Is a manager just a manager? Are all managers created equal? Can any manager be plugged into just about any team?
Or do they constitute a wide variety of types? Do some work better with different kinds of teams?
Many fans tend to think that managers are a singular breed. They don’t consider the different personalities, resumes, preferences or skill sets.
And it’s only getting more complex given the fast and significant changes happening in baseball during the past 5 years.
Baseball currently has some remnants of the older, crusty and traditional manager. Increasingly being replaced by the younger set that is modern and embraces analytics. And now, the rise of the non-manager manager. The guys who never ran a clubhouse and are chosen for their ability to create a positive working environment and successfully juggle different personalities while also ceding power to the directives of the Front Office and analytics departments.
Then you’ve got to consider the areas of expertise of each group. Those who can successfully handle the teams full of expensive and opinionated stars. Those who are more nurturing and best suited for teams with younger rosters. Some managers welcome the stress and expectations of teams considered worthy of winning it all while others prefer the process of teaching and building teams.
And let’s not forget those who have playoff and World Series experience on their resumes. It’s another level of expertise requiring a more-advanced skill set.
So when any team needs a new manager, they don’t simply select the most accomplished guy for the job or the one with the shiniest resume. He may not fit.
For teams rebuilding, you may need a teacher . For teams just existing or going nowhere, a caretaker or placeholder. And for teams in the mix, you need a savvy, motivational leader.
For example, you would never hire Joe Maddon or Bruce Bochy when you are tearing down your team and rebuilding. And you shouldn’t hire someone who has never managed before to take over a team full of expensive veteran stars expected to get you that ring. (Rut roh….)
Except, a few teams have done that. Boy, have we Tiger fans experienced that painful history with the infamous and inexplicable hiring of Brad Ausmus. So far, that formula has failed miserably in this modern era of baseball.
But with each hiring, comes expectations. The more pressure to win, the higher the level. And the higher the level of analysis and criticism.
And when your team is expected to go nowhere, the expectations are almost non-existent. And critical analysis of their actions goes way down, too.
Take Jim Leyland for example. There were few expectations placed upon him in his first year as the Tigers manager. But when he took the team to the World Series in 2006, expectations skyrocketed going forward. He had already won a World Series and his first year showed that the Tigers were ready sooner than expected.
But that level of expectations created an unforgiving spotlight on him that unfortunately never went away. You are judged by the talent – and timeline – you are given. As a result, fans expected much more of Leyland than he was able to give.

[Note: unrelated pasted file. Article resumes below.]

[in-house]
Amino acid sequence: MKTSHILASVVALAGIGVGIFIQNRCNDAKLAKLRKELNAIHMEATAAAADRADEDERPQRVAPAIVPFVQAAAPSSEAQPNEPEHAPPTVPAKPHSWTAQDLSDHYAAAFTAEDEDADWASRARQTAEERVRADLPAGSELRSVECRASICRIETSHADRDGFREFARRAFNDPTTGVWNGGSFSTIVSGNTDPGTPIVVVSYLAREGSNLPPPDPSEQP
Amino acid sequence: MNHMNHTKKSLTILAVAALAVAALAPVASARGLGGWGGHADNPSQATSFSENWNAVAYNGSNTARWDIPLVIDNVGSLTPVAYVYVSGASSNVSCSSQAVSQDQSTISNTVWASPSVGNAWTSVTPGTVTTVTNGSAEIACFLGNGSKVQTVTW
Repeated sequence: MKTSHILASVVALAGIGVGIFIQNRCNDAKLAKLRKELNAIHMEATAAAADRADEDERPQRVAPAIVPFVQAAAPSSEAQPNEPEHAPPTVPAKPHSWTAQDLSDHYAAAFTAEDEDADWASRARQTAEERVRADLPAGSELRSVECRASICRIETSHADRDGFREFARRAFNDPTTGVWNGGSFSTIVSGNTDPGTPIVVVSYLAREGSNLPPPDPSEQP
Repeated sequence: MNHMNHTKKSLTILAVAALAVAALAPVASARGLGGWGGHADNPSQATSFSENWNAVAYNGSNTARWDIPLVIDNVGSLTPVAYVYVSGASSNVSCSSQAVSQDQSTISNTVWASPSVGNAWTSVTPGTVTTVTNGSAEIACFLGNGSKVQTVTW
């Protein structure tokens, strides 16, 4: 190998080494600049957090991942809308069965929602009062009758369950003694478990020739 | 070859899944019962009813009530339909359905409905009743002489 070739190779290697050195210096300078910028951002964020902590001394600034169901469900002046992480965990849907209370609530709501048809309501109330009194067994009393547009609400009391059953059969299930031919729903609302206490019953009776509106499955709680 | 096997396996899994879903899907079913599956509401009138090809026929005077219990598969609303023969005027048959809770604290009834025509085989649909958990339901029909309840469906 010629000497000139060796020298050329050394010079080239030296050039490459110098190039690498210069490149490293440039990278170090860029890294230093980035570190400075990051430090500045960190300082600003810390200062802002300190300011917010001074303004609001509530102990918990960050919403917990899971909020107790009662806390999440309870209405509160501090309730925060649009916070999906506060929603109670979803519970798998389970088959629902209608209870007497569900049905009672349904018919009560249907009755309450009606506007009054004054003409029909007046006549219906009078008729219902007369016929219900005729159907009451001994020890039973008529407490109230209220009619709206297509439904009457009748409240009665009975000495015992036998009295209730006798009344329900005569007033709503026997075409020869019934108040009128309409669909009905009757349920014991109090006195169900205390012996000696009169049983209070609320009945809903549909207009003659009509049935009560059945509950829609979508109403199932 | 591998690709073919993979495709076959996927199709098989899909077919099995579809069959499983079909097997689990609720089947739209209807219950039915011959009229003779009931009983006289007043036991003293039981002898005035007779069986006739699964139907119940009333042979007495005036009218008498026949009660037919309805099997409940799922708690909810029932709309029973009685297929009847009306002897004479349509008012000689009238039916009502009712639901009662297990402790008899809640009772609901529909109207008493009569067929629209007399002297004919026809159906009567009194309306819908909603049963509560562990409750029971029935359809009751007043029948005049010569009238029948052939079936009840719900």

The Ausmus era was a total mismatch of expectations created by one of the poorest decisions ever made by the Tigers organization. Hiring someone with no managerial experience whatsoever to take a team with a ticking championship clock to the World Series. And in his first year, no less.
Despite the media’s priority of concealing the problems going on in the clubhouse and in the dugout, instead of doing their jobs, we later learned just how disastrous this managerial stint was.
And unfortunately, most fans held Ausmus primarily accountable instead of the decision makers who hired him. Brad was forced into a position of the highest expectations. And when you are unable to deliver, you are on the receiving end of much criticism. You are the most visible symbol of the failure, not the ones hiding in offices within the confines of CoPa.
Now take the case of Ron Gardenhire. A different manager for a different roster in a different time with different goals. He was selected for a team entering the first phase of rebuilding with no stated timetable for completion.
He was selected for providing stability in an uncertain time. For a team expected to lose over 100 games. For a roster that was turning over into one primarily loaded with greenhorns.
He is, simply, the placeholder. The guy who will watch over the players until management decides that the team they’ve developed is ready to successfully compete. Hopefully.
And with his status, Gardy has almost no expectations placed upon him. Which is why I don’t put him under the same microscope as his predecessors. Quite frankly, there’s nothing much to grade or analyze in 2018.
His hands are, for the most part, tied. He can only work with what he is given. And he’s not being given a whole lot. The only thing that we can judge him on going forward, is whether he is finally able to overcome the long-time Tigers’ m.o. of ignoring fundamentals.
Which is why he garners little criticism right now. Why we all give him a break. It’s not fair to judge him on the same criteria, talent and standards of past teams. He has much, much less with which to work. And you can’t judge a performance when your Front Office is depleting your talent and has yet to publicly state its goals or timeline.
What fans really should do in this case, is to stop focusing on the evaluation of the manager, and start to focus on the executive ranks and ownership. For it is them, not the manager, who actually determines the course and goals of the team through their actions. Or lack of them.
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